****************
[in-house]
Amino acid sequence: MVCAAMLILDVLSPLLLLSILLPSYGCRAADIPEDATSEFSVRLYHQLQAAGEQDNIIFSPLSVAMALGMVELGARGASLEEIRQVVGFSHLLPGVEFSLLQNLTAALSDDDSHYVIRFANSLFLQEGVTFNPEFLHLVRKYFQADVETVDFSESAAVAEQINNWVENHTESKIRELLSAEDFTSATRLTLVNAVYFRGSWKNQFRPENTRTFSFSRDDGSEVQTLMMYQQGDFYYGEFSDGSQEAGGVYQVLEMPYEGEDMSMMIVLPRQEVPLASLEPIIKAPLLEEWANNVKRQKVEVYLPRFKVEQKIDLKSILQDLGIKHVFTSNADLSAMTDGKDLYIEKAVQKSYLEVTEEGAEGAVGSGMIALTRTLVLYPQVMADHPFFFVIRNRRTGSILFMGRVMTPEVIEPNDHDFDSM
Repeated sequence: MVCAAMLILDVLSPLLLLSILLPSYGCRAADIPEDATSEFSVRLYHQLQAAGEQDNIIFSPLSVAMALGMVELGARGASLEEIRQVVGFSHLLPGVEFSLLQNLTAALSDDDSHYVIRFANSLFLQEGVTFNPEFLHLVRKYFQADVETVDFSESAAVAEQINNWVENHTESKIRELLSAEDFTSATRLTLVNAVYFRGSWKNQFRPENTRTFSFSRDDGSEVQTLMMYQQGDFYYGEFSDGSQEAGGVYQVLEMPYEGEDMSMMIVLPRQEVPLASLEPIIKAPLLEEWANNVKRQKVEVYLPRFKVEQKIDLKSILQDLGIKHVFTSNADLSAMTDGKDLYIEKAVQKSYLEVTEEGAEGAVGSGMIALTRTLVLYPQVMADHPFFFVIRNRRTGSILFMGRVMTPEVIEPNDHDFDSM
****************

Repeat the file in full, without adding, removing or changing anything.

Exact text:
[in-house]
Amino acid sequence: MVCAAMLILDVLSPLLLLSILLPSYGCRAADIPEDATSEFSVRLYHQLQAAGEQDNIIFSPLSVAMALGMVELGARGASLEEIRQVVGFSHLLPGVEFSLLQNLTAALSDDDSHYVIRFANSLFLQEGVTFNPEFLHLVRKYFQADVETVDFSESAAVAEQINNWVENHTESKIRELLSAEDFTSATRLTLVNAVYFRGSWKNQFRPENTRTFSFSRDDGSEVQTLMMYQQGDFYYGEFSDGSQEAGGVYQVLEMPYEGEDMSMMIVLPRQEVPLASLEPIIKAPLLEEWANNVKRQKVEVYLPRFKVEQKIDLKSILQDLGIKHVFTSNADLSAMTDGKDLYIEKAVQKSYLEVTEEGAEGAVGSGMIALTRTLVLYPQVMADHPFFFVIRNRRTGSILFMGRVMTPEVIEPNDHDFDSM
Repeated sequence: MVCAAMLILDVLSPLLLLSILLPSYGCRAADIPEDATSEFSVRLYHQLQAAGEQDNIIFSPLSVAMALGMVELGARGASLEEIRQVVGFSHLLPGVEFSLLQNLTAALSDDDSHYVIRFANSLFLQEGVTFNPEFLHLVRKYFQADVETVDFSESAAVAEQINNWVENHTESKIRELLSAEDFTSATRLTLVNAVYFRGSWKNQFRPENTRTFSFSRDDGSEVQTLMMYQQGDFYYGEFSDGSQEAGGVYQVLEMPYEGEDMSMMIVLPRQEVPLASLEPIIKAPLLEEWANNVKRQKVEVYLPRFKVEQKIDLKSILQDLGIKHVFTSNADLSAMTDGKDLYIEKAVQKSYLEVTEEGAEGAVGSGMIALTRTLVLYPQVMADHPFFFVIRNRRTGSILFMGRVMTPEVIEPNDHDFDSM